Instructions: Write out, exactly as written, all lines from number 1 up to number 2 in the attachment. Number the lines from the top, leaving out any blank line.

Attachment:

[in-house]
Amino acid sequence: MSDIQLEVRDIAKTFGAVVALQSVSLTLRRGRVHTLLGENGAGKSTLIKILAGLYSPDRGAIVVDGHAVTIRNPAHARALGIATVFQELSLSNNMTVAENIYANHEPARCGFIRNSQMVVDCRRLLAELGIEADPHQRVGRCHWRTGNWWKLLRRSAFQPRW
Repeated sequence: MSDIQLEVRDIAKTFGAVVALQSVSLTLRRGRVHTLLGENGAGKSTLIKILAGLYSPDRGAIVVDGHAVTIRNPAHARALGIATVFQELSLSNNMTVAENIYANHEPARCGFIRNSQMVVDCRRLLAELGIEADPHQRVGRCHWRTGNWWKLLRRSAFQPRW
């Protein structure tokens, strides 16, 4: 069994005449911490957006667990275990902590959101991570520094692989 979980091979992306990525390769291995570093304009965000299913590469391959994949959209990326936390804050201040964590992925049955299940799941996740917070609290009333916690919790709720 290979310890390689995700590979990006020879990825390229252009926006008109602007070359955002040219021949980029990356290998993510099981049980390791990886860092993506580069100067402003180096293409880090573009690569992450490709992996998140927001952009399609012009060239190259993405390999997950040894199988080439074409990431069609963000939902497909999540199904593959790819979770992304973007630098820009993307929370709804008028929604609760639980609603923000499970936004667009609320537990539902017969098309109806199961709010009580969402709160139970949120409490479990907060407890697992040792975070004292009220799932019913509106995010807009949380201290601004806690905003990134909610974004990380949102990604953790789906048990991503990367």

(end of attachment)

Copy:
[in-house]
Amino acid sequence: MSDIQLEVRDIAKTFGAVVALQSVSLTLRRGRVHTLLGENGAGKSTLIKILAGLYSPDRGAIVVDGHAVTIRNPAHARALGIATVFQELSLSNNMTVAENIYANHEPARCGFIRNSQMVVDCRRLLAELGIEADPHQRVGRCHWRTGNWWKLLRRSAFQPRW